“July 24, 2018 was one of the hottest days in California history, as a searing heat wave of rare intensity, even for the Desert Southwest, sent temperatures soaring to near-record levels. Death Valley hit 127°F, just 2° short of tying the all-time world record for hottest reliably recorded temperature; Palm Springs hit 122°F, just 1° short of tying its all-time record; and Imperial, California topped out at 121°F, their hottest day since 124°F was measured on July 28, 1995.
Figure 1. Hourly weather conditions observed in Imperial, California on July 24, 2018, courtesy of NOAA. Rain was observed for four consecutive hours beginning at 3:53 pm PDT, with a temperature of 119°F (48.3°C) occurring during the first two hours of the event. A big thank-you goes to weather records expert Jérôme Reynaud of Géoclimat for bringing this event to my attention.
The temperature might have gone higher on July 24 in Imperial, but clouds streaming in from the Gulf of California brought mostly cloudy skies by mid-afternoon, and rain showers began falling at 3:53 pm PDT. At the time the rain began, the temperature was an astonishingly high 119°F (48.3°C)—a new world record for the hottest temperature ever measured while rain was falling. A series of rain showers continued to affect Imperial in the late afternoon and early evening, with the station recording light rain for four consecutive hours. Most of the rain evaporated since the humidity was only 11 – 15% during the rain event, and only a trace of precipitation was recorded in the rain gauge. Nevertheless, the July 24 rain at 119°F in Imperial sets a new record for the hottest rain in world history.”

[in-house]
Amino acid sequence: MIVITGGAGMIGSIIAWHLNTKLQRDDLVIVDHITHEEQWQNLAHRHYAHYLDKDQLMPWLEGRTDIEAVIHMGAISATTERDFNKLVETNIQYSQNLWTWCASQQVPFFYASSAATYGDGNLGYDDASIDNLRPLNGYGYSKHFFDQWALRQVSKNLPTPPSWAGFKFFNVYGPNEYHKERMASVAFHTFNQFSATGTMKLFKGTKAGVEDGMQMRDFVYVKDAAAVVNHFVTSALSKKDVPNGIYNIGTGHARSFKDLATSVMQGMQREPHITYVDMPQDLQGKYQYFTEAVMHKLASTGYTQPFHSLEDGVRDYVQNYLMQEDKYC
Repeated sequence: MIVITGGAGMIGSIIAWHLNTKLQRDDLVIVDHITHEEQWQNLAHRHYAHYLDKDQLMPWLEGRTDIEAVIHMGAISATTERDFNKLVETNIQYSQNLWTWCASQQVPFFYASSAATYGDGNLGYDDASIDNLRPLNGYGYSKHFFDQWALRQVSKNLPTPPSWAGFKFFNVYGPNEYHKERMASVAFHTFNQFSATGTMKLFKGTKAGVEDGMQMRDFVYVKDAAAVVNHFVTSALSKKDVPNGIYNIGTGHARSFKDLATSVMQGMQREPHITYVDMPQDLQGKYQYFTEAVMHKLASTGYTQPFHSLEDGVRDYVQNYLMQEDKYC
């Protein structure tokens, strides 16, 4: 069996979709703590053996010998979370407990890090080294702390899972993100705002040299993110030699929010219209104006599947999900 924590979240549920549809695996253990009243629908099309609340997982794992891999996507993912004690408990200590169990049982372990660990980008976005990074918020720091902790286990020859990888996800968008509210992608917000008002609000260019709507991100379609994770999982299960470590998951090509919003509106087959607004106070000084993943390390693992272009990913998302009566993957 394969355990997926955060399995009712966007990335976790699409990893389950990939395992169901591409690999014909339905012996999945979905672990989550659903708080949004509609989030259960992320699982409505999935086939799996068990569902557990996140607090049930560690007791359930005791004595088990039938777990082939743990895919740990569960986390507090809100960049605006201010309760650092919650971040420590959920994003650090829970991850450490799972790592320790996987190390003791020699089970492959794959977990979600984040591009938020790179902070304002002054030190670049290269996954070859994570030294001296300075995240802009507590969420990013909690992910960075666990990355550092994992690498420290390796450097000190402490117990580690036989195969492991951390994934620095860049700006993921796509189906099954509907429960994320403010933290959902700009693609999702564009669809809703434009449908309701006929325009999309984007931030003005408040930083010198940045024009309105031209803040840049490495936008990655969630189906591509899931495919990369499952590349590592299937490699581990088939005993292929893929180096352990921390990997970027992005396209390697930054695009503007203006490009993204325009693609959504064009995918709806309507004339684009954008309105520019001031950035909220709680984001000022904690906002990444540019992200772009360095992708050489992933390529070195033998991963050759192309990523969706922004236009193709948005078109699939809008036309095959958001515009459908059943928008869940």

July has been one for extreme heat around the world, but every locale pales in comparison to what’s going on at Death Valley in California. Already one of the hottest places on the Earth, the heat has gone into overdrive this July.
At around 7:00 p.m. PT on July 26, a towering vortex of smoke and flame spun into the California sky. The tornado-like column rose over 16,000 feet into the air. It was a violent night for the Carr Fire, which after preying on profoundly dry forests, breached the Sacramento River and headed into the City of Redding, home to over 90,000 people.
A Nation Divided: Arid/Humid Climate Boundary in U.S. Creeps Eastward
To travel westward across the U.S. is to experience a striking landscape metamorphosis. Stately hardwood trees give way to squat shrubs, verdant cornfields to brown wheat and lush grasslands to cacti and creosote bush. The air dries out and the land is often parched. This rather abrupt shift from the humid east to arid west occurs along a border that slices neatly through the Canadian province of Manitoba, then the Dakotas, Nebraska, Kansas, Oklahoma, Texas and into eastern Mexico. The divide is so stark airline passengers can see it—a patchwork quilt of green farms on one side, a vast expanse of brown and gold on the other.
And now this boundary is on the move, creeping east as global temperatures rise, according to new research published last month in Earth Interactions. Given the line’s historical role in shaping U.S. westward expansion, its shift could alter the agriculture that plays a crucial role in the economy of the Great Plains states.
The 100th meridian west (solid line) coincides with the climate divide between the relatively moist eastern U.S. and the more arid West. Climate change may already be pushing the divide eastward (dotted line). Credit: Richard Seager Lamont-Doherty